d3) 18…f6 19.Nf5 Qf7 20.Qb3 Again looking to exploit the weakened queenside (20.Qg4 g6 21.Nh6 Qg7 22.Bxa7 was my idea 22…Bf8 23.Be3 f5 24.Qg5 Qxh6 25.Qxh6 Bxh6 26.Bxh6 0–0–0 is Black’s safest) 20…b6 21.Be3 g6 22.Nxe7 Qxe7 23.Qa4 is a nice advantage for White according to Stockfish 23…Qe6 24.Rd2 0–0 25.Red1

 

d4) 18…Qe6 is the main move.

 

 

19.Nf5 0–0 20.Qg4 g6 (20…Qf6 21.Bc3; 20…Bf6 21.Bc3) 21.Bc3 Kh8 22.Nh6 f5 23.Qd4

 

 

I was very proud of myself for finding this total concept while walking to work in the morning! It doesn’t win however, though it gets close! 23…exd4 (23…Rad8 24.Rxe5 Nxe5 25.Qxe5+ Bf6 (25…Qxe5 26.Bxe5+ Bf6 27.Rxd8; 25…Qf6 26.Qxf6+ Rxf6 27.Bxf6+ Bxf6 28.Nf7+) 26.Qxf6+ Rxf6 27.Rxd8+ Kg7 28.Ng8 wins!) 24.Rxe6 dxc3 25.Rxe7 c2 (25…cxb2 26.Rexd7) 26.Rc1 Rad8 27.Rxc2 (27.Nf7+ Rxf7 28.Rxf7 Ne5) 27…Nc5 28.f3 Rfe8 is only equality!;

 

e) 17…0–0–0 18.Bxa7 Ne5 19.Qe2 Rxd1 20.Rxd1 Rd8 is Stockfish’s equaliser and Black’s best in this position.

 

White however has a much stronger continuation in this position which I’d completely missed. Really careless because Alekhine mentioned the idea against 14…Nf6 in his notes!

15.Nb5

 

 

15…cxb5

 

15…Rd8 16.Bd4

 

16.Rxd7

 

16.Qxb7 Rd8

 

16…Kxd7 17.Qxb7+ Qc7 18.Rd1+ Bd6 19.Rxd6+ Kxd6 20.Bf4+ wins!

 

15.Nb5 is thus the additional hidden threat introduced by 14.Qf3! Wonderful feel for the initiative from Alekhine!

 

1–0

 

And now the second example:

 

Rabinovich-Alekhine Russian Championship 1912 after White's 11th move 11.Qd4
Rabinovich-Alekhine Russian Championship 1912 after White’s 11th move 11.Qd4

 

Rabinovich,Abram – Alekhine,Alexander

RUS-ch 1912

 

11…Ne7

 

 

A typical Alekhine choice, giving up the g-pawn for development gain and for an open line against the White king

 

12.Qxg7

 

12.Bh6 Nf5 13.Qc3 (13.Rfe1+ Be6) 13…0–0 14.Qxc6 Bd7 15.Qxd5 Be6 wins a piece

 

12…Rg8 13.Qc3

 

13.Qf6 An annoying move and the source of a typical practical dilemma you face when playing such sacrifices against weaker players. Do you have anything better than a repetition if White plays 13.Qf6? 13…Rg6 14.Qh8+ Rg8

 

13.Qxh7 Bf5 14.Qh6 is given by the computer, but in a practical game, Black has reasonable chances

 

13…Bh3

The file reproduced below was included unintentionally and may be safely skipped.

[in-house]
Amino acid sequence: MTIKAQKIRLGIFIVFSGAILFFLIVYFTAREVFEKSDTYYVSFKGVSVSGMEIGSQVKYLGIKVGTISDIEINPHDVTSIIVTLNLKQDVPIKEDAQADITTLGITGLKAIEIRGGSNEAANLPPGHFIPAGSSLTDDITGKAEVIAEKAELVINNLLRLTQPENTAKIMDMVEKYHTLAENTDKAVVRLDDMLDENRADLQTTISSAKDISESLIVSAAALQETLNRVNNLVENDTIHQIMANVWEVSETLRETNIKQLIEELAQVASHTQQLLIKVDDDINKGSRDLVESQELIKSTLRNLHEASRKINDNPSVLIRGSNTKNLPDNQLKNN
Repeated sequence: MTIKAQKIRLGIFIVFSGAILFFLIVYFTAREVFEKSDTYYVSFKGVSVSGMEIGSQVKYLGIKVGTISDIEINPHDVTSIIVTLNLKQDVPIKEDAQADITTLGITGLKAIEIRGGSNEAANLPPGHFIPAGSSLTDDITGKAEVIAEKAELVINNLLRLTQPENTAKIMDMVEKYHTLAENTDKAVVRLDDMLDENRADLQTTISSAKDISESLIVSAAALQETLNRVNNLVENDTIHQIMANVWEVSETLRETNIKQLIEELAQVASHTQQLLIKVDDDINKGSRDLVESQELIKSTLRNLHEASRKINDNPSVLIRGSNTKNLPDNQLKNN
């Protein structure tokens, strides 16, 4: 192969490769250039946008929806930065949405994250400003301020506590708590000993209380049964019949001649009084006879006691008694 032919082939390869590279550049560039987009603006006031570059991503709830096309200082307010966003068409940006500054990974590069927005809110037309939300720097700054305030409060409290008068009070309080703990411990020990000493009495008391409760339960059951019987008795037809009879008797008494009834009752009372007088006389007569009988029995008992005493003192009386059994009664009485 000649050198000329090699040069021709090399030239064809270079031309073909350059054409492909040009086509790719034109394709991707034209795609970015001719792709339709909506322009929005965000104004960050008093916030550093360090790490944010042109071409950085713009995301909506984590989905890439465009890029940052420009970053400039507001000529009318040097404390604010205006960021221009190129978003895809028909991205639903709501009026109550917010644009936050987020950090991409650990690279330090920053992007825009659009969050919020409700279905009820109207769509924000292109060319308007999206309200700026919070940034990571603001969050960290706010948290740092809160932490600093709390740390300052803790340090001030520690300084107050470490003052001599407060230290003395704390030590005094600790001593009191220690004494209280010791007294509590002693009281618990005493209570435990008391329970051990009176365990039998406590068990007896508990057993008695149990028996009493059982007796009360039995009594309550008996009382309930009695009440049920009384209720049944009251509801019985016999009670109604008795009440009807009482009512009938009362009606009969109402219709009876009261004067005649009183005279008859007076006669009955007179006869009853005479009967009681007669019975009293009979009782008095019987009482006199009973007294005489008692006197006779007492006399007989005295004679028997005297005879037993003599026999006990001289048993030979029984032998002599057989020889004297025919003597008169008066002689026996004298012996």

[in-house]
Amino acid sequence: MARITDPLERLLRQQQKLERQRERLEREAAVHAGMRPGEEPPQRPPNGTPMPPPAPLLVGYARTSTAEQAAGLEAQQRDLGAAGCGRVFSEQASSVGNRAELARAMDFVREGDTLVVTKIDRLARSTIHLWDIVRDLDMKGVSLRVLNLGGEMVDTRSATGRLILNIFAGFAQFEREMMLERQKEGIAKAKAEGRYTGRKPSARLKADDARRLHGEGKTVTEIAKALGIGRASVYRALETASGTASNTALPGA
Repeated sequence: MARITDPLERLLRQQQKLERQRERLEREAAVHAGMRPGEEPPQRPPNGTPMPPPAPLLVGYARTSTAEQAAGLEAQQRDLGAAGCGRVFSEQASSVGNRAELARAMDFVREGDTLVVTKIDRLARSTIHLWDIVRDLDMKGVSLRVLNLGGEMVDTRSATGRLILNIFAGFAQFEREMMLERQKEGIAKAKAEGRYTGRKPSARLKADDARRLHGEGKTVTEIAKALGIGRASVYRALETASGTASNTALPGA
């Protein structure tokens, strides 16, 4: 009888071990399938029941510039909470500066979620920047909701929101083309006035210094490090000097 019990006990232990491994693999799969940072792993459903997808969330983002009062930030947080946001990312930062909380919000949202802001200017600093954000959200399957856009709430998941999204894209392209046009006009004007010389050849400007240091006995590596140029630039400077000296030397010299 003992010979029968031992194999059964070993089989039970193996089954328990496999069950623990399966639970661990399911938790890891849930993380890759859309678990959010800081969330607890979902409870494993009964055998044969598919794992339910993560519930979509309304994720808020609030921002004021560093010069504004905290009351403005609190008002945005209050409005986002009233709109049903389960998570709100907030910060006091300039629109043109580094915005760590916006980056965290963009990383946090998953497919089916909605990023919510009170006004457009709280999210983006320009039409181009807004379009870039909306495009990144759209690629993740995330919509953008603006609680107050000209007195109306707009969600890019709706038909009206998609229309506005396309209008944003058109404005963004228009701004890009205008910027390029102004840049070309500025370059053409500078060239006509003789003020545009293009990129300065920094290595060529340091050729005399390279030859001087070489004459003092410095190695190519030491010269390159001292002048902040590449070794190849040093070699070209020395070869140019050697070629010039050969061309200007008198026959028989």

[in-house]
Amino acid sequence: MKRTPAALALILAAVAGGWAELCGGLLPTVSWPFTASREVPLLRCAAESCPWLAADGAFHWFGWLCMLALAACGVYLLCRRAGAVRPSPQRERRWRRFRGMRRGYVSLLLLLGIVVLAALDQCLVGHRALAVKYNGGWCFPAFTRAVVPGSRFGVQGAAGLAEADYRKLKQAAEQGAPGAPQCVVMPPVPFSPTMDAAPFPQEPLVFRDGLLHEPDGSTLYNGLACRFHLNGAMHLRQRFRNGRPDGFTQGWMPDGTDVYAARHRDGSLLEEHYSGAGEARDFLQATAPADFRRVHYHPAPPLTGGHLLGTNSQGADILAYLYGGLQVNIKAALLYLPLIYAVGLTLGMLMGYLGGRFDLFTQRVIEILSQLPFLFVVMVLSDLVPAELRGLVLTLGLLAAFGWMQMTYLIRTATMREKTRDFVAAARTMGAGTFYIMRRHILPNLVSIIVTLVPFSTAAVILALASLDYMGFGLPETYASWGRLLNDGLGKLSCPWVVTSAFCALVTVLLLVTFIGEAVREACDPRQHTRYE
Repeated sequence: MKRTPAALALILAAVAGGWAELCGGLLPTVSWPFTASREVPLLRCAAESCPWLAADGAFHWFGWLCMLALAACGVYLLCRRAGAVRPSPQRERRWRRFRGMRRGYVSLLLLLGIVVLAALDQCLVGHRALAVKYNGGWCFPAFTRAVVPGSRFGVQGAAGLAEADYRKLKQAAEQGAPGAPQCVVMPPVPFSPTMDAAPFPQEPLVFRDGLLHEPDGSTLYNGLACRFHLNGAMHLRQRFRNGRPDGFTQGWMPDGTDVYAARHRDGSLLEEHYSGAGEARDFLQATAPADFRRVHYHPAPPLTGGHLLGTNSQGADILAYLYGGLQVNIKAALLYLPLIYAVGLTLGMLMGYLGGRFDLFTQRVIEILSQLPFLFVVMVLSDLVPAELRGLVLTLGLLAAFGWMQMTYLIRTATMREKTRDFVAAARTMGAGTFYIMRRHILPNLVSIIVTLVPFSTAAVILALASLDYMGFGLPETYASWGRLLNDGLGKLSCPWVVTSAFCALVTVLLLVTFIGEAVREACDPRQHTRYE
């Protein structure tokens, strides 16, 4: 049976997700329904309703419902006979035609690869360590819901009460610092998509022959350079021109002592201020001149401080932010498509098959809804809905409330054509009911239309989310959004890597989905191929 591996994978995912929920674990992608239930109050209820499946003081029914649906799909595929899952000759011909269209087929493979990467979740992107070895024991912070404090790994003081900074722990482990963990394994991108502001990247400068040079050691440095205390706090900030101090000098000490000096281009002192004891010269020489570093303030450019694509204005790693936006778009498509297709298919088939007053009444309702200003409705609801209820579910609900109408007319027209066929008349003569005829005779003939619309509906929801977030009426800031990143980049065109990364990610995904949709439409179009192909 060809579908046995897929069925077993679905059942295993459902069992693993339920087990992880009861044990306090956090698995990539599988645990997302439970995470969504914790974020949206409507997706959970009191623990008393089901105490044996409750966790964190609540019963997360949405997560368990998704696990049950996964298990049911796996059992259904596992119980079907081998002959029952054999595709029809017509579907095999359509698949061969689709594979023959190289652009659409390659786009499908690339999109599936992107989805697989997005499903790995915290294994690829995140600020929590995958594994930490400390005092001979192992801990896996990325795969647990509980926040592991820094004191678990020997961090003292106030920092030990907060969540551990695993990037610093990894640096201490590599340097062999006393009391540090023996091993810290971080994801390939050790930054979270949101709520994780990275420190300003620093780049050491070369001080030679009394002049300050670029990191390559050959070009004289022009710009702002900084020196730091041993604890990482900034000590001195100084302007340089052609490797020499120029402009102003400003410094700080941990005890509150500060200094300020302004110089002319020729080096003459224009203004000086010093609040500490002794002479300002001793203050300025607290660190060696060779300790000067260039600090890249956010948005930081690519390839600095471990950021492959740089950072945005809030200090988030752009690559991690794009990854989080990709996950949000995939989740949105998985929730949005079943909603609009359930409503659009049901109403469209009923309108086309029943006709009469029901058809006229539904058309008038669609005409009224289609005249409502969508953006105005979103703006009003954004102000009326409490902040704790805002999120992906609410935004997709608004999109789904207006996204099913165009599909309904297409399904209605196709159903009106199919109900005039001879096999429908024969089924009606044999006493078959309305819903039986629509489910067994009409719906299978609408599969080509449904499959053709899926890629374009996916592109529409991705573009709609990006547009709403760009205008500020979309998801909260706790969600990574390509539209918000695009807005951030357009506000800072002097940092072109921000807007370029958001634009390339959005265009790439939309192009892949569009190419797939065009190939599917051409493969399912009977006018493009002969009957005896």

14.Nh4

 

14.Bg5 is simpler. 14…h6 15.gxh3 hxg5 16.Rae1 with a good game for White.

 

 

The position is now quite picturesque with both knights side-lined on a4 and h4. Black now begins to use clever tactics to develop the pace of his attack with combined threats against the White king and the 2 offside knights. This is where I started analysing.

 

14…Qd7

 

A lovely move, positively inviting White to exploit his knight on a4!

 

15.Re1

 

Preventing Black’s queen from getting closer to the White king by tactical means

 

15.Nb6 Rxg2+ (15…Bxg2 16.Nxg2 Qg4 wins too) 16.Nxg2 Qg4

 

15.Kh1 Bxg2+ 16.Nxg2 Qg4 17.Rg1 Qxa4 is given by Kotov. Strangely enough, the computer gives White a slight advantage after 18.Re1! as 18…Qg4 loses to 19.Qxc6+

 

15…Rb8

 

15…Rxg2+ 16.Nxg2 Qg4 17.Qxc6+ Kf8 18.Bh6+ Kg8 19.Qxa8+ winning is the point of Re1

 

 

The text prepares …Rxg2 as the rook on a8 is no longer hanging after Qxc6+. The text seems to gain a tempo due to the threat of …Bb4. This is illusory however as …Bb4 can always be met by Qe5. …Rb4 is however a very annoying threat.

 

Now White has a difficult choice to make.

 

1. 16.Qf6 The choice in the game. It’s an attempt to deal with the threat of …Rxg2+ and …Qg4 but now Black homes in on the 4th rank and the 2 juicy knights hanging on it.

 

16…Rb4

 

16…Rxg2+ 17.Nxg2 Qg4 18.Qg5 was White’s idea

 

17.Bg5

 

17.Nc3 Rxh4 18.Qxh4 Rxg2+ 19.Kh1 Rxh2+ 20.Kg1 Rg2+ 21.Kh1 Rg4

 

17…Rxa4

 

Black was easily winning although the tactics lasted for a little while longer

 

18.f4 Bg4 19.h3 Bxh3 20.b3 Re4 21.Rxe4 dxe4 22.Re1 Qe6 23.Qc3 Bf5 24.Bxe7 Kxe7 25.Qxc6 Bxf4 26.Qc5+ Kf6 27.Rf1 Qe5 28.Qf2 Rg4 29.Kh1 e3 30.Qe1 Bg3 31.Nxf5 Bxe1 32.Nxe3+ Kg5

 

0–1

 

2. 16.Re3 d4 Ouch!

 

3. 16.Bd2 Rxg2+ (16…Rb4 17.Qxb4 was the idea of 16.Bd2, but even this doesn’t seem to work! 17…Bxg2 18.Nxg2 Bxb4 19.Bxb4 Qg4 20.Rxe7+ Kd8) 17.Nxg2 Qg4

 

 

18.Rxe7+ (18.Qh8+ Kd7 19.Rxe7+ Bxe7; 18.Qxc6+ Kf8 19.Bh6+ Kg8) 18…Kxe7 19.Qe3+ Kd7 20.Qa7+ (20.Qg5 Rg8) 20…Kd8 21.Ba5+ Ke8 22.Qe3+ Kf8 23.Qh6+ Kg8;

 

4. 16.Nc5 Qg4 (16…Bxc5 17.Qxc5) 17.Qf6 A very interesting idea that leads to a draw in 2 ways:

 

a) 17…Qxh4 18.Qxd6;

 

b) 17…Bxc5 18.Qxc6+ Kd8 19.Qxc5 Qxh4 20.Qd6+ Kc8 21.Bf4 wins (21.Qxe7 Rxg2+ 22.Kh1 Rg1+; 21.Rxe7 Rxg2+ 22.Kh1 Rg1+ 23.Kxg1 Qg4+ 24.Qg3 Qd1+) ;

 

c) 17…Bxg2

 

c1) 18.Bf4 Be4+ 19.Bg3 Bxc5;

 

c2) 18.Rxe7+ Bxe7 19.Qxc6+ Kd8 (19…Kf8 20.Bh6+) 20.Bf4 Be4+ 21.Bg3 Qc8 holds!

 

c3) 18.Qxd6 Be4+ (18…Bf3+ 19.Qg3 Qxh4 20.Qxg8#) 19.Kf1 I didn’t realise this was possible! (19.Qg3 Qxh4)

 

 

And now the 2 drawing lines:

 

d) 17…Rg6 18.Qh8+ Rg8 19.Qf6 is a draw by repetition (pointed out by Stockfish of course!)

 

e) 17…Qxg2+18.Nxg2 Rxg2+ 19.Kh1 Rxh2+ 20.Kg1 Rg2+ draws

 

 

5. 16.Bg5 looked the best to me and this is also Komodo’s choice 16…d4 (16…Rxg5 17.Qh8+; 16…h6 17.Bxe7 Bxe7 18.Nc5) 17.Qd2 (17.Bxe7 dxc3 18.Bxd6+ Be6 19.Bxb8 is Stockfish’s line 19…Qd4 20.Nxc3 Qxh4 21.Rad1)

 

a) 17…Rb5 18.f4;

 

b) 17…f6 18.Bxf6 Bxg2 19.Nxg2 Qh3 (19…Rxg2+ 20.Kxg2 Qg4+ 21.Kf1 Qh3+ 22.Ke2 Qe6+ 23.Kd1 Qxf6 24.a3) 20.f4 Bxf4 21.Rxe7+ Kf8 22.Bg7+

 

 

22…Kxe7 23.Qxf4 wins;

 

c)17…Qg418.f4 Rxg5 19.fxg5 Qxh4 20.gxh3 Rb5 21.Kh1 is Komodo’s main line which is not 100% convincing though White does seem to stand better.

 

Just as a comparison, another Alekhine sacrifice of a g-pawn as Black in an open centre:

 

Grigoriev,Nikolay Dmitrievich – Alekhine,Alexander

Moscow m 1919

 

1.e4 e5 2.Nf3 Nc6 3.Bb5 Nf6 4.0–0 Nxe4 5.Qe2 Nd6 6.Bxc6 dxc6 7.Qxe5+

 

 

 

 

 

 

7…Be7 8.Qxg7 Bf6 9.Qh6 Be6 10.d3 Rg8 11.Re1 Qe7 12.Nbd2 Rg6 13.Qf4 0–0–0

 

 

 

 

 

 

14.Nb3 Nf5 15.g3 h5 16.Ne5 Bxe5 17.Rxe5 Nh4 18.Nc5 Rd5 19.Rxd5 Bxd5 20.Ne4 Rg4 21.Qh6 Rxe4

 

0–1